Photo illustration by John Lyman



BRICS is Winning the New Space Race

The Texas Space Commission was recently unveiled by Governor Greg Abbott at NASA’s Johnson Space Center in Houston, Texas. Abbott’s goal is to cement Texas’ position as a national leader in the space industry. At the same time, SpaceX plans its next Starship launch for early May at the company’s launch site in Boca Chica, Texas. The fully stacked 121-meter or nearly 400-foot-tall Starship platform is vital to NASA’s future moon missions.

In a significant update on America’s lunar ambitions, NASA’s Artemis program faces altered timelines as Starship and Lockheed Martin’s Orion spacecraft—central to the mission of returning Americans to the Moon—confront technical and logistical challenges. The timeline for America’s next Moon landing, initially slated for 2024, has now been deferred to late 2026 at the earliest.

The Orion spacecraft, which successfully completed an uncrewed lunar orbit during the Artemis 1 mission in 2022, has since grappled with technical postponements. Current plans anticipate that four NASA astronauts will orbit the Moon no earlier than September 2025, setting the stage for a subsequent landing on the lunar surface using Starship no earlier than 2026. As per the contract stipulations with NASA, Elon Musk’s SpaceX is mandated to accomplish an uncrewed lunar landing with Starship prior to any crewed attempt.

Chinese rocket launch

Simultaneously, the geopolitical landscape of space exploration is witnessing a burgeoning alliance within the BRICS consortium. Notably, nations such as Saudi Arabia, Egypt, the United Arab Emirates, Iran, and Ethiopia are in talks to support collaborative lunar ventures spearheaded by China and Russia, potentially accelerating their position in the extraterrestrial exploration domain.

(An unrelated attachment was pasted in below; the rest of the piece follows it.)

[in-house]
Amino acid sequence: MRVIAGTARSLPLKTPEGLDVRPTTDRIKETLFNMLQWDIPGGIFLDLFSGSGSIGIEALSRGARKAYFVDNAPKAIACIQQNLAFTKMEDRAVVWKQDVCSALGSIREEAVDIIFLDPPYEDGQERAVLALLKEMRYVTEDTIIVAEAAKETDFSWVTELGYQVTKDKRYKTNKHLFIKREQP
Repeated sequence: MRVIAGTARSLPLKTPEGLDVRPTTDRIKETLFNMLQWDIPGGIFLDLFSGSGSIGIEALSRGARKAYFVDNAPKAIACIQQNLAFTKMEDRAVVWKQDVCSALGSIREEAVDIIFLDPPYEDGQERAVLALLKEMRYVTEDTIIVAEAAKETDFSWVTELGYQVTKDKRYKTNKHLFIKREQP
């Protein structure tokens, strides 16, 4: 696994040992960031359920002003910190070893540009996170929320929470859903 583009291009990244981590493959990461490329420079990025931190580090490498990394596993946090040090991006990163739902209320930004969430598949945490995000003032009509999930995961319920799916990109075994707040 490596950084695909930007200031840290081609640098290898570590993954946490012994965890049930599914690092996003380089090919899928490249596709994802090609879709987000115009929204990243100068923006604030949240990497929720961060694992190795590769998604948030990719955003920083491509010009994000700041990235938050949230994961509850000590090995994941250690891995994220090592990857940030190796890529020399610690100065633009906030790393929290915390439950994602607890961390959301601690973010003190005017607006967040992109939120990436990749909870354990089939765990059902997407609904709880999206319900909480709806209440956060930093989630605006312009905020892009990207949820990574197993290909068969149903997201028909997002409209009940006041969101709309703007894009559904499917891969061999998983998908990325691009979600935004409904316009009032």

Since Beijing’s December 2013 Moon landing, China’s space-related accolades include building a crewed space station called Tiangong, sending a robotic rover to Mars, and becoming the first country to make a controlled landing on the far side of the Moon. Their 2022 white paper focuses on these elements of human spaceflight and lunar and planetary exploration missions, and their list of achievements in these areas continues to stack up. Just last month, China launched a relay satellite and two mini-satellites for the Chang’e 6 located on the far side of the Moon. All three probes successfully entered lunar orbit in late March.

Amid geopolitical tensions reverberating through terrestrial alliances, the fabric of international cooperation in space exploration is undergoing a profound reconfiguration. In a move reflecting broader diplomatic estrangements, the European Space Agency has severed its Russian partnerships in response to the conflict in Ukraine. Contrasting this Western realignment, Beijing maintains its collaborative stride with Moscow, undeterred by terrestrial disputes.

Russia, with a storied legacy in space stations from the defunct Mir to the International Space Station (ISS), now aspires to reinstate its autonomy in the cosmos. In a declaration resonating with the ambition of Soviet-era space endeavors, Russian President Vladimir Putin has signaled the inauguration of Russia’s new orbital platform, targeted to be partially operational by 2027. This endeavor marks a significant pivot from international dependencies toward a sovereign orbital outpost.

Simultaneously, in seeking partners for this audacious project, Moscow has initiated negotiations within the BRICS assembly, contemplating a broader consortium that may involve emergent space-faring nations in a shared space station endeavor. This development could potentially shift the current dynamics of international space cooperation, presenting new vectors of collaboration in the high frontier.